Our mantra this past year: “Because I saw it on TikTok.” We have to admit, we’d be lying if we said we’ve never tried something that popped up on our TikTok FYP (hello, baked feta pasta and sock curls).
For more than a year now, TikTok has been our go-to for entertainment, from new recipes, to fashion and beauty tips. Throughout the pandemic, so many beauty tips have gone viral with some people not ready to go to the hair salon and telehealth continuing to be widely offered. TikTok can be a resource for many, but the platform is also rampant with fake videos from users just trying to go viral. After all, most of the users aren’t beauty experts. And with so many trends and products to filter through, it can be hard to narrow down which ones are the best. So let’s dive in: from slugging to heatless curls, we’ll break down some of TikTok’s most viral beauty hacks, and experts will tell us if they actually work.
The consensus: Yes, but use a brow pen or tinted brow gel if your brows are sparse.
Soap brows gained a ton of popularity in 2020. With most of our faces covered besides the eyes and eyebrows, it gave them a moment to shine. Instead of using a brow gel, TikTok users began rubbing their spoolie on a bar of soap to keep their brows in place. Are they here to stay? Celebrity brow artist Kristie Streicher weighed in.
“We are seeing less of the lacquered, stiff, ultra shiny brow or the super manicured and drawn-in brow,” Streicher said. I prefer the natural three-dimensional look of hair. If your brows are sparse consider using a super precise but sheer brow pen to create hair strokes in sparse areas. Tinted brow gels with micro fibers to add fullness to the brow can look really great as well.”
If you love the look of soap brows but don’t love the soap on your face, try Anastasia Brow Freeze.
The consensus: Absolutely!
Heatless curls aren’t anything new. People in search of curls and waves have been doing it for years.
“It’s been around forever. I’ve been doing it forever. And I absolutely love it,” celebrity hairstylist Tracey Cunningham said.
TikTok revolutionized what was already popular by tying hair around… well, almost anything. Socks, towels, pantyhose, strips of fabric, old T-shirts — you can use any of them to do this. Your hair should be completely dry, Cunningham notes.
Cunningham usually just ties the hair up around itself in “Princess Leia buns,” as she calls them. Then she ties them up on top of her head and blows dry just a little to help set the hair.
“When I saw the TikTok trend, I was like, of course, it’s so smart because people don’t want to put too much heat on their hair these days, and they want simple solutions of just waking up and looking great,” Cunningham said.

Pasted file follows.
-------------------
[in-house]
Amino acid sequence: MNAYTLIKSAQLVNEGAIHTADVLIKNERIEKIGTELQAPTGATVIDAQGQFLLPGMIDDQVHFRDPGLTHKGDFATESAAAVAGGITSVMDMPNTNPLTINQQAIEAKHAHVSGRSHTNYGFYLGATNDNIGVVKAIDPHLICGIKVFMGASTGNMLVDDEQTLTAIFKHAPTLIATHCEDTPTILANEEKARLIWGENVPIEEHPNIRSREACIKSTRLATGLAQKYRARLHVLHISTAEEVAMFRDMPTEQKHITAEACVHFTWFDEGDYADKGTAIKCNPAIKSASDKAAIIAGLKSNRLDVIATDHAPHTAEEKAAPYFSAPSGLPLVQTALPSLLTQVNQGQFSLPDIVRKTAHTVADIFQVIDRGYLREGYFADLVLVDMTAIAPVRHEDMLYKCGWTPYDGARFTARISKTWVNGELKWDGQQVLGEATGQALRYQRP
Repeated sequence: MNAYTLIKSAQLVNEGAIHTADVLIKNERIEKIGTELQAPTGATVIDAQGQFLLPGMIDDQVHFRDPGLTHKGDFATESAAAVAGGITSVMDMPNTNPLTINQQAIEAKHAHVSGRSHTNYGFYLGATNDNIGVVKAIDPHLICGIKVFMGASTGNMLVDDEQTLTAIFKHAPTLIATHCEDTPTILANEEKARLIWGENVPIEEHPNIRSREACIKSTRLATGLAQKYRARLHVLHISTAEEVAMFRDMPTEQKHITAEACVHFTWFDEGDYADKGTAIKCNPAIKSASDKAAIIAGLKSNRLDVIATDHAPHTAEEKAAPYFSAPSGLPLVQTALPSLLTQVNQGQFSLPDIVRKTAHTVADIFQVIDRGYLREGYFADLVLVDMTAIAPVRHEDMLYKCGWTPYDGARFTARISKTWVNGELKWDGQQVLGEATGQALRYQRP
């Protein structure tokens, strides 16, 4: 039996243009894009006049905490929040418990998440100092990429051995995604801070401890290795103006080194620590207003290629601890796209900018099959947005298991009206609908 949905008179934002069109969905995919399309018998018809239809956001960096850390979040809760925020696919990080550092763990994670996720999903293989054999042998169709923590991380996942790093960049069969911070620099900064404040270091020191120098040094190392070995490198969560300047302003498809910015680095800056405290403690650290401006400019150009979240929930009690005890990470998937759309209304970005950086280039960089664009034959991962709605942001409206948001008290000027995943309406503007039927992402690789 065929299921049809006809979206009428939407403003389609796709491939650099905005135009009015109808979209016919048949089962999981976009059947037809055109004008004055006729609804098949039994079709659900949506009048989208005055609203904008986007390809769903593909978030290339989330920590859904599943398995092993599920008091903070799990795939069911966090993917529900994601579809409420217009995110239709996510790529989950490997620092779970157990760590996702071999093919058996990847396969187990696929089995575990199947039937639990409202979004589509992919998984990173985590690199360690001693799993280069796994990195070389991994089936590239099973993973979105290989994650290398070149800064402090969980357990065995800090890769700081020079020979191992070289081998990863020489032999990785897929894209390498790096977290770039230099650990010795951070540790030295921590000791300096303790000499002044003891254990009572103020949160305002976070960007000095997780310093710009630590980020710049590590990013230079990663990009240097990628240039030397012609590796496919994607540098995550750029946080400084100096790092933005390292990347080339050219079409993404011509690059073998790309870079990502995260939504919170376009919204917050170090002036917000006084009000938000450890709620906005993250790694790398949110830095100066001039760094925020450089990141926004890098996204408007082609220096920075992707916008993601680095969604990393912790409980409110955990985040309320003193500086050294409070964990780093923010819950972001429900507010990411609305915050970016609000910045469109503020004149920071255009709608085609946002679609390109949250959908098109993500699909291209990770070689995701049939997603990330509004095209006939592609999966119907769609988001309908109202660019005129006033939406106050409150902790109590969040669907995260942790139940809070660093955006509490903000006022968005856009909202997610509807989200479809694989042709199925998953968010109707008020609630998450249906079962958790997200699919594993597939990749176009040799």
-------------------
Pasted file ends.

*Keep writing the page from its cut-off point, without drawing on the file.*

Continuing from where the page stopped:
Hair stylists, beauty editors, and influencers have all been tying their hair, and the consensus is that it gives you waves. And it’s definitely safer than worrying about burning your hair on a curling iron.
“I always use Olaplex No. 6 and 7 in my hair and those are great heat protectors. When I do the heatless curls, what I do is I blow dry my hair, I use the No. 6, and I twist it, and then to really seal the deal, just heat the little ponytails.”
This trick has been around for decades, and it’s not going anywhere anytime soon. Maybe even tying things in our hair will start to come back as a fashion statement soon?
Flat Iron Curls
The consensus: Yes, but use heat protector!
TikTok users have been showing off their tricks for getting waves using their flat irons, too. By wrapping your hair around/through the flat iron, you can get a nice, bouncy curl. (On another note, with everyone trying different ways to get curls, we’re expecting to see lots of curled hair this season.) But why is TikTok turning to heatless curls and flat iron curls? What’s wrong with using a curling iron?
“It’s just a different look,” Cunningham said.
She loves it, but cautions that people should be careful when using a lot of heat on their hair, especially if they have highlights or any damaging things on their hair. So her biggest tip for flat iron curls is heat protector.
“A lot of these TikTokers, they need to make sure that they’re using heat protector,” Cunningham said. “[If] you see [hair] steaming, I can only imagine what could happen to somebody at home. Those videos go viral, like with the girl curling her bangs and they burn and fall off.”
Again, Cunningham recommends Olaplex to avoid heat damage.
“Always do your pre-treatment,” Cunningham said. “If you know you’re going to use a lot of heat in your hair, do an Olaplex treatment on it, like a No. 3 treatment or No. 0 because that rebonds the hair.”
The consensus: yes, with caveats.
TikTok started using hydrocolloid bandages for pimples. Hydrocolloid bandages are designed for healing and have long been used in healthcare for their healing benefits (they are also used as blister bandages). Do they work? Yes, but not on their own.
“If you think of acne lesions as wounds in the skin, the hydrocolloids help absorb excess fluid to dry out the pimple and allow the skin to heal. Plus, they form a physical barrier over the pimple to keep your hands off of it,” New York City dermatologist Dr. Josh Zeichner said. “Hydrocolloids do not take the place of traditional acne treatments that contain ingredients like benzoyl peroxide or salicylic acid, but they definitely are helpful for red, angry zits.”
Dr. Corey L. Hartman, founder and medical director of the Birmingham-based Skin Wellness Dermatology, agreed that they are great for healing but noted that they should not just be put on your face haphazardly.
“[Hydrocolloid bandages] should be for areas where you have picked or where skin is broken,” Dr. Hartmain said. “There’s really no benefit to using it over just an inflamed acne bump that still has a plug in it.”